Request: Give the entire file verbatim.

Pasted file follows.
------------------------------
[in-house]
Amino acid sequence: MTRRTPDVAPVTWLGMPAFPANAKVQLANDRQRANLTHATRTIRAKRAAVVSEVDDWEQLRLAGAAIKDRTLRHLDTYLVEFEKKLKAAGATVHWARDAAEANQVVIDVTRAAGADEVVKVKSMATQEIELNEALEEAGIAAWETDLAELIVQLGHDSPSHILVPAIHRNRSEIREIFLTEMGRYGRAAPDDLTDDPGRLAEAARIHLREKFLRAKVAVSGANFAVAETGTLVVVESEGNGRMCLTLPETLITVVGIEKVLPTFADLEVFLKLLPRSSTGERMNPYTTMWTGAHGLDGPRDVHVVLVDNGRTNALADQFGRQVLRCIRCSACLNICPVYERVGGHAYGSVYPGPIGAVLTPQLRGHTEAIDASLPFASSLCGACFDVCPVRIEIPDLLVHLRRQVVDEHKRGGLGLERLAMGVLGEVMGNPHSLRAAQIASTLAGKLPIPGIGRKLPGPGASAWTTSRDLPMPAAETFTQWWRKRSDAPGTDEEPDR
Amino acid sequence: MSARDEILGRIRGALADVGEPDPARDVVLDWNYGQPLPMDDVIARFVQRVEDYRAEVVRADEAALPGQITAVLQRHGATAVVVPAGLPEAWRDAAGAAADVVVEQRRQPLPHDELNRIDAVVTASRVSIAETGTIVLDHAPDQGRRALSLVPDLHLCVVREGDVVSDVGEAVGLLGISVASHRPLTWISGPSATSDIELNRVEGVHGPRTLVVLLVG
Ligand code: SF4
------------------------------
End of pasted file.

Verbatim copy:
[in-house]
Amino acid sequence: MTRRTPDVAPVTWLGMPAFPANAKVQLANDRQRANLTHATRTIRAKRAAVVSEVDDWEQLRLAGAAIKDRTLRHLDTYLVEFEKKLKAAGATVHWARDAAEANQVVIDVTRAAGADEVVKVKSMATQEIELNEALEEAGIAAWETDLAELIVQLGHDSPSHILVPAIHRNRSEIREIFLTEMGRYGRAAPDDLTDDPGRLAEAARIHLREKFLRAKVAVSGANFAVAETGTLVVVESEGNGRMCLTLPETLITVVGIEKVLPTFADLEVFLKLLPRSSTGERMNPYTTMWTGAHGLDGPRDVHVVLVDNGRTNALADQFGRQVLRCIRCSACLNICPVYERVGGHAYGSVYPGPIGAVLTPQLRGHTEAIDASLPFASSLCGACFDVCPVRIEIPDLLVHLRRQVVDEHKRGGLGLERLAMGVLGEVMGNPHSLRAAQIASTLAGKLPIPGIGRKLPGPGASAWTTSRDLPMPAAETFTQWWRKRSDAPGTDEEPDR
Amino acid sequence: MSARDEILGRIRGALADVGEPDPARDVVLDWNYGQPLPMDDVIARFVQRVEDYRAEVVRADEAALPGQITAVLQRHGATAVVVPAGLPEAWRDAAGAAADVVVEQRRQPLPHDELNRIDAVVTASRVSIAETGTIVLDHAPDQGRRALSLVPDLHLCVVREGDVVSDVGEAVGLLGISVASHRPLTWISGPSATSDIELNRVEGVHGPRTLVVLLVG
Ligand code: SF4